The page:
When the FFIEC auditor comes knocking, how many people actually feel prepared? I can wager a guess that it’s not many. There is so much anxiety that comes along with an audit – you have to do your day job and on top of the time and resource needed to prepare.
Want to make sure your company is Federal Financial Institutions Examination Council (FFIEC) compliant? Then check out this guide to FFIEC data encryption standards, describing how you can ensure your organization complies with the FFIEC's encryption requirements.
Cybersecurity standards set the minimum requirements to protect your business systems and data. Complying with government and industry data security standards can cost a business millions – and the costs have been increasing in recent years. Concerns about technology and data security are also on the rise, which in turn has led to new rules and new regulations.
Whether you already have a SIEM in place that’s not providing value or you’re looking for your first SIEM solution, we’ve put together a list of five things you should be sure to look for in your next SIEM solution. All too often, organizations purchase expensive SIEM technology without considering all the aspects necessary to make the SIEM deployment successful. The technology alone will end up as shelfware if you don’t have the trained staff to deploy and manage the solution, and a 24x7 SOC team to monitor and respond to potential incidents. It’s also important to integrate the SIEM into your overall security program and have a thorough plan for how you will respond to incidents. The combination of people, process, and technology are the key to a successful SIEM implementation that will help your organization reduce risk, prevent data breaches, and be compliant. Here are five things to look for in your next SIEM solution:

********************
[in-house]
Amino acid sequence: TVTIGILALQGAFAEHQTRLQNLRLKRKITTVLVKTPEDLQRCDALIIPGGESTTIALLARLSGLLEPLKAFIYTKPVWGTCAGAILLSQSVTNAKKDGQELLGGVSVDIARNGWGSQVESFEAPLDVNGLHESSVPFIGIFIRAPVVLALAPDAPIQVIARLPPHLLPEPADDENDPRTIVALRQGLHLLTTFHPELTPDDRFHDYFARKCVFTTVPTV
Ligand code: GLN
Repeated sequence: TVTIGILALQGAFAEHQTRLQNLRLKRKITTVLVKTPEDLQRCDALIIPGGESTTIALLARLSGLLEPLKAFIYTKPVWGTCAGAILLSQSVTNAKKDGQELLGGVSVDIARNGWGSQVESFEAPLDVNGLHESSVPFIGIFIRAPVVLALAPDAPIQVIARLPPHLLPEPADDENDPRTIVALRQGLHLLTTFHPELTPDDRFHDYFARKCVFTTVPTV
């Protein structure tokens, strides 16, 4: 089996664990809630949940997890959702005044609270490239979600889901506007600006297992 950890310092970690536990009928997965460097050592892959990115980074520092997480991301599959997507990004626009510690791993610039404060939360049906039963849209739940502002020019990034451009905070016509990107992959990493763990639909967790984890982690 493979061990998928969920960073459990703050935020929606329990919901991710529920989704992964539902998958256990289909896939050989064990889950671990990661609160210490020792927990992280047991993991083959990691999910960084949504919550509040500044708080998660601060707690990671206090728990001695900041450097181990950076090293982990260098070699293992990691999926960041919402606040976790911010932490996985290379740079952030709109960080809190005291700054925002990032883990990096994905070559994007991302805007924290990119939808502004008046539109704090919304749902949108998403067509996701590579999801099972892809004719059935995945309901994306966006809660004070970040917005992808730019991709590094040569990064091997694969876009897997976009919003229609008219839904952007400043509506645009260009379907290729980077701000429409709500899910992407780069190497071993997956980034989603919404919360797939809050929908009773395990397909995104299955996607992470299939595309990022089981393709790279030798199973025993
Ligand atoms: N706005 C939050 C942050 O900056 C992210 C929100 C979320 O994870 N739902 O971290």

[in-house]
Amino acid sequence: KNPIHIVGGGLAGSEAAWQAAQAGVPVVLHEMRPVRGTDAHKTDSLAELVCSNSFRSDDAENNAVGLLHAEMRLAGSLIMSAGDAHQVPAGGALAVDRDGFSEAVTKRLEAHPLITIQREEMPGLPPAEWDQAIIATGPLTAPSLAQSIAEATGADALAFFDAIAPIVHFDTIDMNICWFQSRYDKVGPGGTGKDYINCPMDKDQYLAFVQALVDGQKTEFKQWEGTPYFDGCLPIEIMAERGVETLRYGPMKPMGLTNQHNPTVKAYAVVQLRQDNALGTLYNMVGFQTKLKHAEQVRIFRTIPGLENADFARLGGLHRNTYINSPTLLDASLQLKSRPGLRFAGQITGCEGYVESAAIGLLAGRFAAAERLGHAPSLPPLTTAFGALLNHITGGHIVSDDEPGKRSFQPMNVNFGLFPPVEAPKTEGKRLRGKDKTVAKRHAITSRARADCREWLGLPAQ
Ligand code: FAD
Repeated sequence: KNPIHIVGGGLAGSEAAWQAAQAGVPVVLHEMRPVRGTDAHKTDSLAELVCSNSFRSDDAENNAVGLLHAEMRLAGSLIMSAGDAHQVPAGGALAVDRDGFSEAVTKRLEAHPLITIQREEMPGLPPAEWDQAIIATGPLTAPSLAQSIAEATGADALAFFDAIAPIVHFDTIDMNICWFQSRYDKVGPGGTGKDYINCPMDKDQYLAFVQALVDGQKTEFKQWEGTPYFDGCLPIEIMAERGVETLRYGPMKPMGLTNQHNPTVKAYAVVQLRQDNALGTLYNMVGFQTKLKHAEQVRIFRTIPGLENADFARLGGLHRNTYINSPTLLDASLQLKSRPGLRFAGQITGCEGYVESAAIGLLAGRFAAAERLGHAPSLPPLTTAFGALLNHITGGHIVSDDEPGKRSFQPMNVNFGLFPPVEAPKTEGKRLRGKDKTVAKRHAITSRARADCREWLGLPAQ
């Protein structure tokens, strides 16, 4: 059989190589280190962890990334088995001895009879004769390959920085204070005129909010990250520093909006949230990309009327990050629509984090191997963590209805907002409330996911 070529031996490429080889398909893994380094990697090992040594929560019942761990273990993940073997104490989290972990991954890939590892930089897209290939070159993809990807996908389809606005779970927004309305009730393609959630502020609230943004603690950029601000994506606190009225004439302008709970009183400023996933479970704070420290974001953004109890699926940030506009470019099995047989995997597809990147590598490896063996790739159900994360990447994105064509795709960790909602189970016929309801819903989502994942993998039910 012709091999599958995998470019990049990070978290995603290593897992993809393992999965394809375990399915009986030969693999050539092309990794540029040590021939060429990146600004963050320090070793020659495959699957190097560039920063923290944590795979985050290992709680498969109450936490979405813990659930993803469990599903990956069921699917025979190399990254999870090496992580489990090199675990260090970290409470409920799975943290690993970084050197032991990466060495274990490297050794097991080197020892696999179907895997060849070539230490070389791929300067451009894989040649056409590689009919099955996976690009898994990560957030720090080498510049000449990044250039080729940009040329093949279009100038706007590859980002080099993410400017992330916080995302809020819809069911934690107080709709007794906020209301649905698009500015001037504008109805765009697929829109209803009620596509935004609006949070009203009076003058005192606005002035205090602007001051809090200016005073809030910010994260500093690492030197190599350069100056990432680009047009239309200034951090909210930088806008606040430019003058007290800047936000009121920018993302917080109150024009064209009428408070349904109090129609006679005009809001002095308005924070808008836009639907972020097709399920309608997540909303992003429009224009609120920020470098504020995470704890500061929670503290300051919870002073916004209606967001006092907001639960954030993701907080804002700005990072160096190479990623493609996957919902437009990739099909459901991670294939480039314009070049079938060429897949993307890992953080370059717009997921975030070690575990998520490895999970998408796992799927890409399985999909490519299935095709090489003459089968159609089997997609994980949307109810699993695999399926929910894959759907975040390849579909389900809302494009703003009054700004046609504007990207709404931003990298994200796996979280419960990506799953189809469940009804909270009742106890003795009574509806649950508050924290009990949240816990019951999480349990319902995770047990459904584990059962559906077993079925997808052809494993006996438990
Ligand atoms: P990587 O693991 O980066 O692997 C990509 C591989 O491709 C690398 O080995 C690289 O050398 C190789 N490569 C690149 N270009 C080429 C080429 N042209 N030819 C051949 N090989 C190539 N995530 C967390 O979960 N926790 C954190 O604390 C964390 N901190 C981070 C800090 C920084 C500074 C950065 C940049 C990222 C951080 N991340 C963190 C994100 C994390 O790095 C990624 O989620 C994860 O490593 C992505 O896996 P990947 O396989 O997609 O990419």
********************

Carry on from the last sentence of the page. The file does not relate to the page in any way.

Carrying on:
Intrusion Detection Systems (IDS) and Intrusion Prevention Systems (IPS) have been touted as the cure-all to security and compliance woes. The most common type of system sits on the network and inspects all inbound packets. An IDS/IPS is designed to inspect incoming packets to see if they are part of a malicious attack and drop or alert on the packets which are. But like most technologies, IDS/IPS has numerous limitations and pitfalls that vendors of these systems don’t want you to know. When considering how best to protect your organization’s network and an IDS/IPS is in the running, you should consider the following five key limitations.
Many amazing open source tools have been developed and matured over the past couple of years that will help you both be more secure and make your job easier. We have picked five top open source tools that can automate and help secure your IT infrastructure, preparing your organization for future success and compliance.